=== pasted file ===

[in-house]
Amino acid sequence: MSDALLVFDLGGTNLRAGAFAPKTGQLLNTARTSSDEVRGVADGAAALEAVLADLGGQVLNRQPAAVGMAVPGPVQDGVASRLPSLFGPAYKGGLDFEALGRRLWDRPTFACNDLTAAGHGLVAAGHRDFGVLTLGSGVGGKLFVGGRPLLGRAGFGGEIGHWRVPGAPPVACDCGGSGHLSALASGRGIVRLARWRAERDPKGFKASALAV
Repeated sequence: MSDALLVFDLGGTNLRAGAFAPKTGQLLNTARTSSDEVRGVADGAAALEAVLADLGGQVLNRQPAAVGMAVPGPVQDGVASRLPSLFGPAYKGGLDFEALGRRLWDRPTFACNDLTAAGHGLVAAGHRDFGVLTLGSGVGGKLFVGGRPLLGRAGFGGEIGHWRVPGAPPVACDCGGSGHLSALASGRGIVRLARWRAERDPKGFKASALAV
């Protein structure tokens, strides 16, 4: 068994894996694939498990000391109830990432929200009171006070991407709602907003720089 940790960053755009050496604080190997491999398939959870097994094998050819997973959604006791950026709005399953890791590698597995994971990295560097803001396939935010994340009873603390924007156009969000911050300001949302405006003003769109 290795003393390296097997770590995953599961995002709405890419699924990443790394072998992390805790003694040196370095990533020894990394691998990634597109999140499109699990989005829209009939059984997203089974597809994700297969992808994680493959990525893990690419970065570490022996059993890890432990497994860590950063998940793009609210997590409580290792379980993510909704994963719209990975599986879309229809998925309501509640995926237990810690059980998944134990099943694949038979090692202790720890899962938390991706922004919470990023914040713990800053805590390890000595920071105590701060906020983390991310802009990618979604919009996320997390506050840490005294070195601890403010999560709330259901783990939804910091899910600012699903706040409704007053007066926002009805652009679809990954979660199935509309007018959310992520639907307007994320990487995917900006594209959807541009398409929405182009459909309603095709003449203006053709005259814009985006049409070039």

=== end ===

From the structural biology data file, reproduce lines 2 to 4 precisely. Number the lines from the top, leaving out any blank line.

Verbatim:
Amino acid sequence: MSDALLVFDLGGTNLRAGAFAPKTGQLLNTARTSSDEVRGVADGAAALEAVLADLGGQVLNRQPAAVGMAVPGPVQDGVASRLPSLFGPAYKGGLDFEALGRRLWDRPTFACNDLTAAGHGLVAAGHRDFGVLTLGSGVGGKLFVGGRPLLGRAGFGGEIGHWRVPGAPPVACDCGGSGHLSALASGRGIVRLARWRAERDPKGFKASALAV
Repeated sequence: MSDALLVFDLGGTNLRAGAFAPKTGQLLNTARTSSDEVRGVADGAAALEAVLADLGGQVLNRQPAAVGMAVPGPVQDGVASRLPSLFGPAYKGGLDFEALGRRLWDRPTFACNDLTAAGHGLVAAGHRDFGVLTLGSGVGGKLFVGGRPLLGRAGFGGEIGHWRVPGAPPVACDCGGSGHLSALASGRGIVRLARWRAERDPKGFKASALAV
């Protein structure tokens, strides 16, 4: 068994894996694939498990000391109830990432929200009171006070991407709602907003720089 940790960053755009050496604080190997491999398939959870097994094998050819997973959604006791950026709005399953890791590698597995994971990295560097803001396939935010994340009873603390924007156009969000911050300001949302405006003003769109 290795003393390296097997770590995953599961995002709405890419699924990443790394072998992390805790003694040196370095990533020894990394691998990634597109999140499109699990989005829209009939059984997203089974597809994700297969992808994680493959990525893990690419970065570490022996059993890890432990497994860590950063998940793009609210997590409580290792379980993510909704994963719209990975599986879309229809998925309501509640995926237990810690059980998944134990099943694949038979090692202790720890899962938390991706922004919470990023914040713990800053805590390890000595920071105590701060906020983390991310802009990618979604919009996320997390506050840490005294070195601890403010999560709330259901783990939804910091899910600012699903706040409704007053007066926002009805652009679809990954979660199935509309007018959310992520639907307007994320990487995917900006594209959807541009398409929405182009459909309603095709003449203006053709005259814009985006049409070039």